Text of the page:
Two things- first, no legitimate lender will give you a pre-approval without knowing what your credit scores look like. I'm not implying that you are assuming anything else, just want to make sure you know. Second, take a look at the link below from the FICO website, it should clear up some of your concerns. You will not see a decrease of more than a few points for shopping a mortgage. Scare tactics of major credit score drops from rate shopping are garbage.
I also have a slight issue with what Mike said below. Lenders do not "feed lines" about guideline changes. The truth is that they do change, and I would not put my name or my bank's name on a pre-approval or any other paperwork that was completely useless because it was based on a hunch. Pre-approvals require documentation.
E Mortgage Management
800.793.9633 ext. 156
I invite you to read my blog about shopping for a loan and rates linked to in the references below. The short answer is with the credit scores you have you are in great shape. Credit bureaus realize that people shop for loans. When you first have your credit pulled your score may drop a few points (at most!). If you have credit pulled again, shopping for the same product, within certain time frames (30-45 days) then your score will not decrease again. Even if you are outside this time frame then again it will drop minimally.
Your credit is great and you will have no problems. It sounds like your broker doesn't care too much because everyone deserves a smooth experience. I would be happy to work with you both. Please let me know if I can assist you.
I am available from 8am to 9pm during the week and weekends via phone and e-mail.
Good luck and I hope to be able to help you.
David. P Cruickshank
Ardain Mortgage Corp
As far as the lender pre-approval and the short sale talk to your lawyer and see if they advise sending in any new paperwork. In my experience it's not a good idea to rock the short sale boat after everything is submitted. Multi tasking and change are two things these banks dealing with distressed properties don't deal well with. Once you get the place under contract is when you would advise of any change. For now just concentrate on getting the place and picking out your next lender. Once you get it let them know the new contact information for your lender. People switch lenders all the time at all different times in the buying process.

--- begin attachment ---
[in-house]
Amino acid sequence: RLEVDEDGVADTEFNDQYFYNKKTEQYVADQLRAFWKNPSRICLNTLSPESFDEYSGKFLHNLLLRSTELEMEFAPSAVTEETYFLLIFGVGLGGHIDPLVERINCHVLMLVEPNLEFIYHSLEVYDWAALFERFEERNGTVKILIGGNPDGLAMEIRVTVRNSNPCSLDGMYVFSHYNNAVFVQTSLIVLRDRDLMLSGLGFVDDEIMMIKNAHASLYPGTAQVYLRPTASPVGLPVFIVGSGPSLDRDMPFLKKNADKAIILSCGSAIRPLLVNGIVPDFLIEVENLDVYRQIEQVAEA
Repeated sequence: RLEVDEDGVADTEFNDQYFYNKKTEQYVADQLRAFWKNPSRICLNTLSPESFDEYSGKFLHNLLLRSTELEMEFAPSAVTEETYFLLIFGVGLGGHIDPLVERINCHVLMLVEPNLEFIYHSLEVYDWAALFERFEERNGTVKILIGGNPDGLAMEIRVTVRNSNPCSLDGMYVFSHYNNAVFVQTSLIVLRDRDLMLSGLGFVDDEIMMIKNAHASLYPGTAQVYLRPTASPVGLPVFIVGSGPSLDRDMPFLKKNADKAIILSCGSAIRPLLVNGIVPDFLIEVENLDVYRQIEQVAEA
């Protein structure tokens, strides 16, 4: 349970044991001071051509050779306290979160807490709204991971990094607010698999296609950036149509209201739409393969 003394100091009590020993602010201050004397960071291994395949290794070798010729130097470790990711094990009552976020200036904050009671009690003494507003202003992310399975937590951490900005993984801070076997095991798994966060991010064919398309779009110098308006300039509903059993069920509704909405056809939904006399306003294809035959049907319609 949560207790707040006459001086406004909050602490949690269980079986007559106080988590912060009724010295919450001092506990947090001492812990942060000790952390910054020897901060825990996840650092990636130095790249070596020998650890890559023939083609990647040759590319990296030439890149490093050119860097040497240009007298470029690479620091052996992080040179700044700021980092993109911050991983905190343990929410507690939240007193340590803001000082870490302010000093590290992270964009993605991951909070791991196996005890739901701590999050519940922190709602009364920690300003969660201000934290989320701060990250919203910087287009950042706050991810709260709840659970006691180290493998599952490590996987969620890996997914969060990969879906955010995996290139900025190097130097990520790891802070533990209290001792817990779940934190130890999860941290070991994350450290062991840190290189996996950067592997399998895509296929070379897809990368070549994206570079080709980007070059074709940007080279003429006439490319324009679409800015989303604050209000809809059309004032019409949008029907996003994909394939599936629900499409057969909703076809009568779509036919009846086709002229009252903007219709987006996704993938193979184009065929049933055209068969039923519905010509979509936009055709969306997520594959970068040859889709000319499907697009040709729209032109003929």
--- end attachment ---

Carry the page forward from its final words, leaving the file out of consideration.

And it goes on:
You should be good to go. Best of luck!
Thanks for the follow up, but I have two more questions.
Will other potential brokers/banks provide ballpark estimates or loan terms and rate info without checking credit (assuming we don't allow anyone else to run credit until we've settled on them as our lender/broker of choice)?
Also, we have a contract out on one home (Short sale, waiting to hear from bank) and the broker's pre-approval letter and contact information are what's provided in that contract. Would there be any issues if we decide to change? I'm guessing we would have to have our lawyer submit a change?
He's been closing my deals for years and have not had one delay. He calls on a regular basis and gets the job done. Between real estate agents and lenders there is a lot of competition and you should settle for nothing less than excellent service in all aspects of buying a house.
Best of luck!! Let me know how things turn out!